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Here's why Colorado State forecasters believe we'll have a slightly below average hurricane season

El Niño should play a role.

HOUSTON — Forecasters at Colorado State University released their preseason Atlantic Hurricane season outlook on Thursday.

The outlook calls for a slightly below average season. 

Average, based on the past 30 years, consists of 14 named storms, 7 hurricanes and 3 major hurricanes. 

The April 13 outlook from Colorado State calls for 13 named storms, 6 hurricanes and 2 major hurricanes.

The reasoning behind the slightly less active seasonal outlook lies with the development of an El Niño, warmer than average ocean temperatures off the Pacific coast of South America.

This is a major shift after 3 years in a row of La Niña conditions (cooler than normal ocean temperatures in that same region). 

El Niño years are typically associated with suppressed hurricane activity due to an increase in wind shear. Wind shear is a change in wind speed and direction with height, this disrupts storm development when it is present.

Variability does exist however, mainly due to warmer than normal ocean temperatures throughout much of the Atlantic. This is fuel for developing storms. If wind shear is not present, there would be plenty of opportunity for storms to take advantage of the warmer waters and develop.

Other highlights to the report are landfall chances for the U.S.. The CSU forecast paints a 44% that the U.S. coastline is hit by a major (cat. 3+) hurricane. Slightly lower odds for the Gulf Coast at 28% chance. 

CSU will update this outlook at the start of the season on June 1.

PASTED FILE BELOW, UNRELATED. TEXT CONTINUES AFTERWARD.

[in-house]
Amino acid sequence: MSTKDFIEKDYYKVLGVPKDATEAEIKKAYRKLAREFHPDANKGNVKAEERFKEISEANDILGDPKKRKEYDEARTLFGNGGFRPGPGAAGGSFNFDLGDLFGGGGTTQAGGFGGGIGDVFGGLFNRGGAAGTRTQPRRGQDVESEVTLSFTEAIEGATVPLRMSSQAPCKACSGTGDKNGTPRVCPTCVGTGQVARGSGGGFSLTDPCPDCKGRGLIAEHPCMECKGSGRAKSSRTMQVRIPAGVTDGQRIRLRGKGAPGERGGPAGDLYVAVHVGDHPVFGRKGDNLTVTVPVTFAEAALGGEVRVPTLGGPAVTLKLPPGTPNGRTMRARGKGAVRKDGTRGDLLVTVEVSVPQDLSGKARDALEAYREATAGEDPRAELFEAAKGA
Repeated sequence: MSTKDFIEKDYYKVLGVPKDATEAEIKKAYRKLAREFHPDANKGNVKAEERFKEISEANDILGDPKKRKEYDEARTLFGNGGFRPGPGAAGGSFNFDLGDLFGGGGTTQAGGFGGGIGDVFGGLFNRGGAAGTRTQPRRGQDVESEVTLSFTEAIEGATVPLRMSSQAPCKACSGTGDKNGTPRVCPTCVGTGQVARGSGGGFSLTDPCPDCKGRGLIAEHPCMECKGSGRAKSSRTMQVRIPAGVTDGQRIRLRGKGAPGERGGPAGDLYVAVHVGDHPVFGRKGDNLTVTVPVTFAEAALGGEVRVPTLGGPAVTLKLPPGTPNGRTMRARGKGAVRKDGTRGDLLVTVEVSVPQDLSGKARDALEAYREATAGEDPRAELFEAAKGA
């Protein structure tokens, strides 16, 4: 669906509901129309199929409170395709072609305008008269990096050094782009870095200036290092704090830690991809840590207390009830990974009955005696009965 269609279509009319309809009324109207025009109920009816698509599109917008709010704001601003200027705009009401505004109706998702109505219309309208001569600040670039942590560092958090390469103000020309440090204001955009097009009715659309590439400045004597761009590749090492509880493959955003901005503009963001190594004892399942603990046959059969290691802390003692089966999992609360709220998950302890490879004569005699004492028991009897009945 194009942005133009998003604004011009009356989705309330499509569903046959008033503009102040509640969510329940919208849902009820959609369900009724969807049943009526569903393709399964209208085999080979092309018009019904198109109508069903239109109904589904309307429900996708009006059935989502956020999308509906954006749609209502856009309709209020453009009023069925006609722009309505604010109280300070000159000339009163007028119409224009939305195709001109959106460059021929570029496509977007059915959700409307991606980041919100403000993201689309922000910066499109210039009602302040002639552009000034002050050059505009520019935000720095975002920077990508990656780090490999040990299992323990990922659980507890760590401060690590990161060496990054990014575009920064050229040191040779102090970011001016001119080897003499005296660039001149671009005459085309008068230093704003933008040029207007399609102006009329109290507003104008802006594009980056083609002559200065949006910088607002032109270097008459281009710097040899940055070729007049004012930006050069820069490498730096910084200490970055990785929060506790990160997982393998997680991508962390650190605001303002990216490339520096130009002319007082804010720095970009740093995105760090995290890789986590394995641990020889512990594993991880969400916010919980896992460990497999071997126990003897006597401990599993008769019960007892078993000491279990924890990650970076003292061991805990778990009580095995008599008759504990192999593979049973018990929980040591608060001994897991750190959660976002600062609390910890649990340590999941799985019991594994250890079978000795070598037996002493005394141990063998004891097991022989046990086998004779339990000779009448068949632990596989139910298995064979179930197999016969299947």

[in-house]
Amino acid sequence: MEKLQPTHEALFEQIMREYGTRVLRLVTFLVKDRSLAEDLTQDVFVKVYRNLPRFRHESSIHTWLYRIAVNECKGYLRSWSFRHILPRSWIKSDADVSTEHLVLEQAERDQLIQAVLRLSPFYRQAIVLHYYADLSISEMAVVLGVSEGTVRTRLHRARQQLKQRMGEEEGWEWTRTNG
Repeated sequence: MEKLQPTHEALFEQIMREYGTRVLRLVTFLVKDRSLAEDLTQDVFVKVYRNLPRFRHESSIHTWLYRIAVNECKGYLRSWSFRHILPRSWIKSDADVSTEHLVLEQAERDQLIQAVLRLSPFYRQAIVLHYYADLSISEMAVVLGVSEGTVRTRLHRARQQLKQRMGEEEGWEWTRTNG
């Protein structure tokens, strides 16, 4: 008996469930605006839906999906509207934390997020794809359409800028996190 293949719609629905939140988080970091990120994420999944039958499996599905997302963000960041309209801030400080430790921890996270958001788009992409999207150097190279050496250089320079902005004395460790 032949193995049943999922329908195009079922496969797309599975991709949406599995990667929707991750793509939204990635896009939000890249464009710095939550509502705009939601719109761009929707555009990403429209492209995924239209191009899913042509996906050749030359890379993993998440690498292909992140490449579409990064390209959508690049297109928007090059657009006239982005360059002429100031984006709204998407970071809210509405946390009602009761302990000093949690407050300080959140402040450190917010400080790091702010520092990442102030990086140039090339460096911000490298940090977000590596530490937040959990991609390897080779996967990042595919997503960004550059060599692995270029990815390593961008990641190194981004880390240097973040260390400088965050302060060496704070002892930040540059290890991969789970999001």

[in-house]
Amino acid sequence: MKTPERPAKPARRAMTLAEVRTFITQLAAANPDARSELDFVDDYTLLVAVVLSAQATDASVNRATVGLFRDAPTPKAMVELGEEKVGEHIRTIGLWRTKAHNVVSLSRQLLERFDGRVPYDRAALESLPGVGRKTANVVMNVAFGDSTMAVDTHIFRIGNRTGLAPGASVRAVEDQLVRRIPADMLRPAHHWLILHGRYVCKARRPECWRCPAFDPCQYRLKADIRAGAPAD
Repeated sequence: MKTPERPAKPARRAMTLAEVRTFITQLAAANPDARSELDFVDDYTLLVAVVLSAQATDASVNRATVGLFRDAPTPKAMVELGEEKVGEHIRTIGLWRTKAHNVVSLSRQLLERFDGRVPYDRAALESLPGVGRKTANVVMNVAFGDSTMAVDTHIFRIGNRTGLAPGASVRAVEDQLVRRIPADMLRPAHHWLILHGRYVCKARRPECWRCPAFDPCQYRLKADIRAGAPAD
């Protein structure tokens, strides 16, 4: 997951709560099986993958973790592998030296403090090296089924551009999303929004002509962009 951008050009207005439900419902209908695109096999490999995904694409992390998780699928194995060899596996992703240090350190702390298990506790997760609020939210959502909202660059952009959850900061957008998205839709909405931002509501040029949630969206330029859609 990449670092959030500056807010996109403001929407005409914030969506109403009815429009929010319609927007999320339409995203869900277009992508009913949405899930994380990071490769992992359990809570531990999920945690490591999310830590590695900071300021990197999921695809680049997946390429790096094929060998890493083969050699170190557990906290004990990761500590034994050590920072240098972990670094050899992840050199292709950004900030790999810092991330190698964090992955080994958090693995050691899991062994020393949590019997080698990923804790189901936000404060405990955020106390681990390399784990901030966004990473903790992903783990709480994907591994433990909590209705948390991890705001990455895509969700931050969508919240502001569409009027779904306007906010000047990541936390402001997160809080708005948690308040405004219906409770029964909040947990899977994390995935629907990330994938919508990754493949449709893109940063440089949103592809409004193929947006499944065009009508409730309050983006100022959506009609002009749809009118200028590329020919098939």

What is El Niño?

El Niño phases are the opposite of La Niña. Warmer sea surface temperature anomalies replace the cooler ones in the equatorial Pacific waters off the coast of South America. Warmer waters lead to increased rising motion and convection. An increased occurrence of wind shear develops downstream of this convection leading to a more hostile environment for tropical systems. El Niño’s are typically connected with lower hurricane activity in the Atlantic basin.

Now, sure hurricane season activity has importance for southeast Texas, but what about our overall patterns during an El Niño or La Niña, what changes?

Well, what we’ve experienced the last 3 years is a retracted jet stream, or storm track to our north. This leaves Texas in a drier, warmer pattern with ridging prevailing. Just take a look back at this past summer: A prolonged, damaging drought and multiple triple-digit heat waves.

During an El Niño year we typically see that storm track diving farther south, delivering a wetter overall pattern and somewhat cooler as well.


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